Arjun Ramalinga, 78, once lived on the doorstep of a doctor’s clinic. He was weak, starving and moved around on his haunches. Life was an enduring struggle for him.
Unable to bear his plight, the doctor requested the help of Karunalaya (home of compassion). They brought Ramalinga to the home where he was given regular physiotherapy. Now he can stand erect, walk perfectly and even care for others.
“It was really difficult for him initially but slowly he got adjusted,” said Father Victor D’Cruz, parish priest of St. Xavier’s Church in Jamboti village of Belgaum district and who has been associated with Karunalaya since its inception in 2004.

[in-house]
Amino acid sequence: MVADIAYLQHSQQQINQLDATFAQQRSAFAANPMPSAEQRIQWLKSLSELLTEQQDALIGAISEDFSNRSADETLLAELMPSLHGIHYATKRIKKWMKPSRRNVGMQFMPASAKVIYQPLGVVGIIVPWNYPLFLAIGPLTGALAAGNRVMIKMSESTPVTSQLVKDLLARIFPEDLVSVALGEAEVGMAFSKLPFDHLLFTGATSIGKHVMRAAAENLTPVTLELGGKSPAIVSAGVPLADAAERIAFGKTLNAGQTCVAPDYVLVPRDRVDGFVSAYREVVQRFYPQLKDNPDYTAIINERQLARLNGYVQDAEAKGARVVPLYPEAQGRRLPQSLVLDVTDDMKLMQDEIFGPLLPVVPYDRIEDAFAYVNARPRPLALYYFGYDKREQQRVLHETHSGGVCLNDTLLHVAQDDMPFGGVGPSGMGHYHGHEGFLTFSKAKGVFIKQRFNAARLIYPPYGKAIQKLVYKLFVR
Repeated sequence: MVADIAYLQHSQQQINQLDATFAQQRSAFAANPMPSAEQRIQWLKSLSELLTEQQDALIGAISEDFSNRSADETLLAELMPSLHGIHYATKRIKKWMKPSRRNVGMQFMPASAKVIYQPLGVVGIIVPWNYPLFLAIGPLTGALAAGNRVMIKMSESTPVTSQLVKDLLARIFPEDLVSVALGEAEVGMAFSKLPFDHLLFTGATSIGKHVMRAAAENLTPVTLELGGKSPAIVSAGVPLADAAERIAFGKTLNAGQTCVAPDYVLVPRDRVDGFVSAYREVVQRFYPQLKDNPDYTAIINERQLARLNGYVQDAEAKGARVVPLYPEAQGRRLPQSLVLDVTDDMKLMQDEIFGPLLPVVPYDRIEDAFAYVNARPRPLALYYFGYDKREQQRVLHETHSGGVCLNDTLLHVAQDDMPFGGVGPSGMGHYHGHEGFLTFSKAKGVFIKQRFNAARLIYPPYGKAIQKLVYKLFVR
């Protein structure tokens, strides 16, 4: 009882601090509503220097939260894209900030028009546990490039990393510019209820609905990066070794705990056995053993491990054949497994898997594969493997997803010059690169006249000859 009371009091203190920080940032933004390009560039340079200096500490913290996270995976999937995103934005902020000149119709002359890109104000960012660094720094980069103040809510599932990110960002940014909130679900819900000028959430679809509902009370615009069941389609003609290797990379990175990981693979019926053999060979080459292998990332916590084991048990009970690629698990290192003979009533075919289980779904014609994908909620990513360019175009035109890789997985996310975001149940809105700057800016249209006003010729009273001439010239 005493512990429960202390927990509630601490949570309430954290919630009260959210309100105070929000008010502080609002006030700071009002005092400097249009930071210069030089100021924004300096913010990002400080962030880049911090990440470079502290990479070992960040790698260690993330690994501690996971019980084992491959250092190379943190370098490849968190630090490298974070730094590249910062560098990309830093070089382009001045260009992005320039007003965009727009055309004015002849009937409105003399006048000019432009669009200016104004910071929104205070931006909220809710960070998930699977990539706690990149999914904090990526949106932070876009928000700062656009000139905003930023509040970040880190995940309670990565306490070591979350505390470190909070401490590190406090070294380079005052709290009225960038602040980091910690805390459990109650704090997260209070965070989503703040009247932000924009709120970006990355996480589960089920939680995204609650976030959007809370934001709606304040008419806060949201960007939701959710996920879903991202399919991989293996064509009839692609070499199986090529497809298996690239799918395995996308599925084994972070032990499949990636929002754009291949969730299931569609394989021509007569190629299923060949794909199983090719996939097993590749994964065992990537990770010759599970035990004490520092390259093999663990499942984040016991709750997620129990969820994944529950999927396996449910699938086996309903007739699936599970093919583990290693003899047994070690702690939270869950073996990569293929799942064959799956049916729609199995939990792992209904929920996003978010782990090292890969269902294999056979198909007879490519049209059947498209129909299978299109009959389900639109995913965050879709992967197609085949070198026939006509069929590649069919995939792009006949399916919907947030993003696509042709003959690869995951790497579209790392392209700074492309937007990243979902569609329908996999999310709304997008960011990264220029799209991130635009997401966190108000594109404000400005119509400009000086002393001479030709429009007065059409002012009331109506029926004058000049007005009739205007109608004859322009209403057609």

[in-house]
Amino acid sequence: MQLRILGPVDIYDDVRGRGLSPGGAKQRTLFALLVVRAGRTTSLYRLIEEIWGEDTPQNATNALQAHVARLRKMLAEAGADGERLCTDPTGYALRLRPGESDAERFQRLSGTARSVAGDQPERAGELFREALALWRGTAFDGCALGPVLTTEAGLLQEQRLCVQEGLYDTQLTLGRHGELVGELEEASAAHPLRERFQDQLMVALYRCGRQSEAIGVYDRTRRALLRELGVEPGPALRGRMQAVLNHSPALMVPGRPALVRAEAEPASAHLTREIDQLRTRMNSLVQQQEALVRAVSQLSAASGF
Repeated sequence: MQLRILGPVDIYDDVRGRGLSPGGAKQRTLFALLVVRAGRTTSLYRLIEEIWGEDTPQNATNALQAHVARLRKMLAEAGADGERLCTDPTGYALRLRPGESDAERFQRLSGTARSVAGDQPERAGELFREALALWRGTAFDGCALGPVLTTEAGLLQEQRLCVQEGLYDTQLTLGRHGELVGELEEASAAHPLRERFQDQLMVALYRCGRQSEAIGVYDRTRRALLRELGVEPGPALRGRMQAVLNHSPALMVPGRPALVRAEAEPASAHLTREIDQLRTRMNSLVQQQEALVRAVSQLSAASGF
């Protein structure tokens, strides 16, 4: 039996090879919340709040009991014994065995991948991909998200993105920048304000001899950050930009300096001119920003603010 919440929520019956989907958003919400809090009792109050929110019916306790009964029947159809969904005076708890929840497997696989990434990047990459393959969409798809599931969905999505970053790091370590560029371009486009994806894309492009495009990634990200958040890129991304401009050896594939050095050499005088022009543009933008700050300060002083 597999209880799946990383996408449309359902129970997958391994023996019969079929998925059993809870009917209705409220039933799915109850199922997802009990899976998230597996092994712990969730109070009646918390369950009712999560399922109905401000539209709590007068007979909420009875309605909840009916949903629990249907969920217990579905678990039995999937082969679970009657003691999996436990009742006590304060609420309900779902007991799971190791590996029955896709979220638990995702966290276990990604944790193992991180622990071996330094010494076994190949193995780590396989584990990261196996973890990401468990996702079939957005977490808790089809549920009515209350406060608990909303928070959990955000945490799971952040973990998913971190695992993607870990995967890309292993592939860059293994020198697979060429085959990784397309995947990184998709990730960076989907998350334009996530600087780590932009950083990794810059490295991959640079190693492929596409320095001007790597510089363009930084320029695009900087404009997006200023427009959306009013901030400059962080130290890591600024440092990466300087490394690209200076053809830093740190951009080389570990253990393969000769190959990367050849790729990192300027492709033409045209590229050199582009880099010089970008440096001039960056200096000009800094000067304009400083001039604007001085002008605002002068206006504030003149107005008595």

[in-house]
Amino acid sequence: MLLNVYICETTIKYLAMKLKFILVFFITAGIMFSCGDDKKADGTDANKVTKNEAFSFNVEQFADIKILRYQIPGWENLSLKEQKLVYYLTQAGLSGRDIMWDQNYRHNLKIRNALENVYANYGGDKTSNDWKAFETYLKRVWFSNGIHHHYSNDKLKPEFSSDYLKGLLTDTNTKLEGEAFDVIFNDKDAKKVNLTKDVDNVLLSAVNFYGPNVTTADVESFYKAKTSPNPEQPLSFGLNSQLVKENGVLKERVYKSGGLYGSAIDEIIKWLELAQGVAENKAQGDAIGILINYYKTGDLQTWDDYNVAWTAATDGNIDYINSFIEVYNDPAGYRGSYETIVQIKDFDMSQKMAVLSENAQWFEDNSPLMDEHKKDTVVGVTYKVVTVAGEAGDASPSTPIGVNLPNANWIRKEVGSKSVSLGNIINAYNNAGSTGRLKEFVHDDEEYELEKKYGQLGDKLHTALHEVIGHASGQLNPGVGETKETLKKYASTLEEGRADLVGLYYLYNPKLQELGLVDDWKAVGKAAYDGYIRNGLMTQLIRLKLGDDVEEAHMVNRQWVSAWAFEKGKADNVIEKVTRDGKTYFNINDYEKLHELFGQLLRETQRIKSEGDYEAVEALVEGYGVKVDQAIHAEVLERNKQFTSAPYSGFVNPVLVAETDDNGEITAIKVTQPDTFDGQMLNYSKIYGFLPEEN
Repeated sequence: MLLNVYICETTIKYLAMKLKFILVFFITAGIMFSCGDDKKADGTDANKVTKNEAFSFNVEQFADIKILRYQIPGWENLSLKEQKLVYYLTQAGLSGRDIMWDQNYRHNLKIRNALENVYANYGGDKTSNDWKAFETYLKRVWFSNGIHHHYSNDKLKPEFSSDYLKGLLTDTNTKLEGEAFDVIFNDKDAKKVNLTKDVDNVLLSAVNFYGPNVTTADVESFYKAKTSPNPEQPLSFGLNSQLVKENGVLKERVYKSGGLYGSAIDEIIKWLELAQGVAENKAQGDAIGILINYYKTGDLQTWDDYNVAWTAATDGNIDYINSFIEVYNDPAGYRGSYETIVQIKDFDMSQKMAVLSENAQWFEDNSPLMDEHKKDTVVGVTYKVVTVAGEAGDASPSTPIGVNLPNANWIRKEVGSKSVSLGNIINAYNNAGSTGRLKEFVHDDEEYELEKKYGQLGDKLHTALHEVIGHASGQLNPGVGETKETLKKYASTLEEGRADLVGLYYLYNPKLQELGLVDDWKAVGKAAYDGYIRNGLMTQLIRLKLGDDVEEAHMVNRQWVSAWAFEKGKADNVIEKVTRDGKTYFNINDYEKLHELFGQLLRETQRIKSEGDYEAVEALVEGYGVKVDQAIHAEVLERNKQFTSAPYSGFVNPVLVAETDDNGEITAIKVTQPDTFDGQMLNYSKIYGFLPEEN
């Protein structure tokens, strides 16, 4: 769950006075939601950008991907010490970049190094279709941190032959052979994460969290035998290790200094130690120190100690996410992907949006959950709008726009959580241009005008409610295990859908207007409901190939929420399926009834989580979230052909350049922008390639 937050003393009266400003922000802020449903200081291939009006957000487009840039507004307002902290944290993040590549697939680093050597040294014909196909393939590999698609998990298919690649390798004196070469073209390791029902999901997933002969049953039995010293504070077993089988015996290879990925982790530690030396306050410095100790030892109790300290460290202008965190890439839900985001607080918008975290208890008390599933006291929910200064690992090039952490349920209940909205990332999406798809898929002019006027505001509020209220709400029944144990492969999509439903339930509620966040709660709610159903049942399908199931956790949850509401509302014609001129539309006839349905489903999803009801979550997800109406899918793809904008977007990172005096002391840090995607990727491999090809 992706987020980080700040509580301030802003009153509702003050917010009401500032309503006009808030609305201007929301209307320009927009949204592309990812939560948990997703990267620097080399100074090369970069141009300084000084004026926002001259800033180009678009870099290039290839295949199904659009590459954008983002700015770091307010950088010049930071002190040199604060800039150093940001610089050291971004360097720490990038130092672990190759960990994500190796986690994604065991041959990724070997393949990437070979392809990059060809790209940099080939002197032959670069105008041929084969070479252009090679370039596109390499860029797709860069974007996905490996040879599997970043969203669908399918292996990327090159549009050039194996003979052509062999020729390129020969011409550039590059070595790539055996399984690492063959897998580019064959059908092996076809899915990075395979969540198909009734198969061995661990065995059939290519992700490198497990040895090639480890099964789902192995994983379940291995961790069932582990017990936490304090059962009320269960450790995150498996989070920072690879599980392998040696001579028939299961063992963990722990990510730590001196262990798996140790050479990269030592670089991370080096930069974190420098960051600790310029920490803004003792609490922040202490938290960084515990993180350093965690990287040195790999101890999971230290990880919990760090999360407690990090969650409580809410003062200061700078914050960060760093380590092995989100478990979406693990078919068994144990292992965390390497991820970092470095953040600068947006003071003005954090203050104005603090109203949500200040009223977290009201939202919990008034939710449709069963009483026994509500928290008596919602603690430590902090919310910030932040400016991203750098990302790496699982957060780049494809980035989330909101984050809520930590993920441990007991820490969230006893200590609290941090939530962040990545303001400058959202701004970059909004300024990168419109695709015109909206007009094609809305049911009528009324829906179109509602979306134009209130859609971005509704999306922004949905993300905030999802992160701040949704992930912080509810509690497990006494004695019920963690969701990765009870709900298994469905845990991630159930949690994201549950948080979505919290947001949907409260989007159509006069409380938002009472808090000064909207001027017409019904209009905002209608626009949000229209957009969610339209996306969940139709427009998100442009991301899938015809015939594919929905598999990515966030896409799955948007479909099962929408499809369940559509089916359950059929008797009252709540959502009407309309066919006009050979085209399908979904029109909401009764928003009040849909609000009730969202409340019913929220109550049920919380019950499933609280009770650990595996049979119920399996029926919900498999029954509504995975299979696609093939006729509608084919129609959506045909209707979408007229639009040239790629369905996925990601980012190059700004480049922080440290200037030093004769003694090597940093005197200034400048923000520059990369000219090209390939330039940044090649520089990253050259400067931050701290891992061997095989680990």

Karunalaya, a home for destitute and dying, was founded by Anita Rodricks and several friends who formed the Leomel Society. Ramalinga was among the first five people to be taken in by the home at Navage Village in India’s southern Karnataka state’s Belgavi district.
Rodricks, who gave up her teaching career, said she bought a two-acre plot of land on the outskirts of Belgaum city for the home to be built.
Among one of the home’s success stories is that of Madushree Gaidole. Through Karunalaya she was looked after, educated and later provided with a job. Now she is married, said Father D’Cruz who is also the president of Leomel Society.
He said that Gaidole was abused by her father; she was locked in a room and subsisted on a single daily meal. One day her brother confided his sister’s plight to some of his co-workers at a printing press and she was brought to Karunalaya.